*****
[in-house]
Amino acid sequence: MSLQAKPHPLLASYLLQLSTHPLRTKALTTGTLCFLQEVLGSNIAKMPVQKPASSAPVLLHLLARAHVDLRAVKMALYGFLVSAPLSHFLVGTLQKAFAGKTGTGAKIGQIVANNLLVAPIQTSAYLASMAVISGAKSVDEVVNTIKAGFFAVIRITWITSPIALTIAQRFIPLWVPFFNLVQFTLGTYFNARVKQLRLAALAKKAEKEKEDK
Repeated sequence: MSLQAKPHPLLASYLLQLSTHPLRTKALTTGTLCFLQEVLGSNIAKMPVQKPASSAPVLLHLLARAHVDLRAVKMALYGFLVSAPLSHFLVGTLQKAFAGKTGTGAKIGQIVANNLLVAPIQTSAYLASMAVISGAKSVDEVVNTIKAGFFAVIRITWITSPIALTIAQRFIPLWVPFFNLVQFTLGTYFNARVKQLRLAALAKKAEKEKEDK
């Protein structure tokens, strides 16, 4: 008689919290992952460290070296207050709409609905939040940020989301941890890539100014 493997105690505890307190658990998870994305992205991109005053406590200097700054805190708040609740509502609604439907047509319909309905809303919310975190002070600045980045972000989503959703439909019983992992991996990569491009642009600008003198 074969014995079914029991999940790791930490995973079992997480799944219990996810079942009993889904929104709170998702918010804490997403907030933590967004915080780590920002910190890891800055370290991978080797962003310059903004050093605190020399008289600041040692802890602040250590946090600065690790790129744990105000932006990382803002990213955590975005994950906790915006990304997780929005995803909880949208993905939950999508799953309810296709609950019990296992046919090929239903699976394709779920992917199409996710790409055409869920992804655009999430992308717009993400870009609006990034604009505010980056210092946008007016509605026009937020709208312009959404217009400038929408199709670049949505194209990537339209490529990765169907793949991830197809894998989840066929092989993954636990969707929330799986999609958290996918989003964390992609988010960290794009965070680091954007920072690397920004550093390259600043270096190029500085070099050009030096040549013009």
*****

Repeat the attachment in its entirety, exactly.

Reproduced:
[in-house]
Amino acid sequence: MSLQAKPHPLLASYLLQLSTHPLRTKALTTGTLCFLQEVLGSNIAKMPVQKPASSAPVLLHLLARAHVDLRAVKMALYGFLVSAPLSHFLVGTLQKAFAGKTGTGAKIGQIVANNLLVAPIQTSAYLASMAVISGAKSVDEVVNTIKAGFFAVIRITWITSPIALTIAQRFIPLWVPFFNLVQFTLGTYFNARVKQLRLAALAKKAEKEKEDK
Repeated sequence: MSLQAKPHPLLASYLLQLSTHPLRTKALTTGTLCFLQEVLGSNIAKMPVQKPASSAPVLLHLLARAHVDLRAVKMALYGFLVSAPLSHFLVGTLQKAFAGKTGTGAKIGQIVANNLLVAPIQTSAYLASMAVISGAKSVDEVVNTIKAGFFAVIRITWITSPIALTIAQRFIPLWVPFFNLVQFTLGTYFNARVKQLRLAALAKKAEKEKEDK
């Protein structure tokens, strides 16, 4: 008689919290992952460290070296207050709409609905939040940020989301941890890539100014 493997105690505890307190658990998870994305992205991109005053406590200097700054805190708040609740509502609604439907047509319909309905809303919310975190002070600045980045972000989503959703439909019983992992991996990569491009642009600008003198 074969014995079914029991999940790791930490995973079992997480799944219990996810079942009993889904929104709170998702918010804490997403907030933590967004915080780590920002910190890891800055370290991978080797962003310059903004050093605190020399008289600041040692802890602040250590946090600065690790790129744990105000932006990382803002990213955590975005994950906790915006990304997780929005995803909880949208993905939950999508799953309810296709609950019990296992046919090929239903699976394709779920992917199409996710790409055409869920992804655009999430992308717009993400870009609006990034604009505010980056210092946008007016509605026009937020709208312009959404217009400038929408199709670049949505194209990537339209490529990765169907793949991830197809894998989840066929092989993954636990969707929330799986999609958290996918989003964390992609988010960290794009965070680091954007920072690397920004550093390259600043270096190029500085070099050009030096040549013009």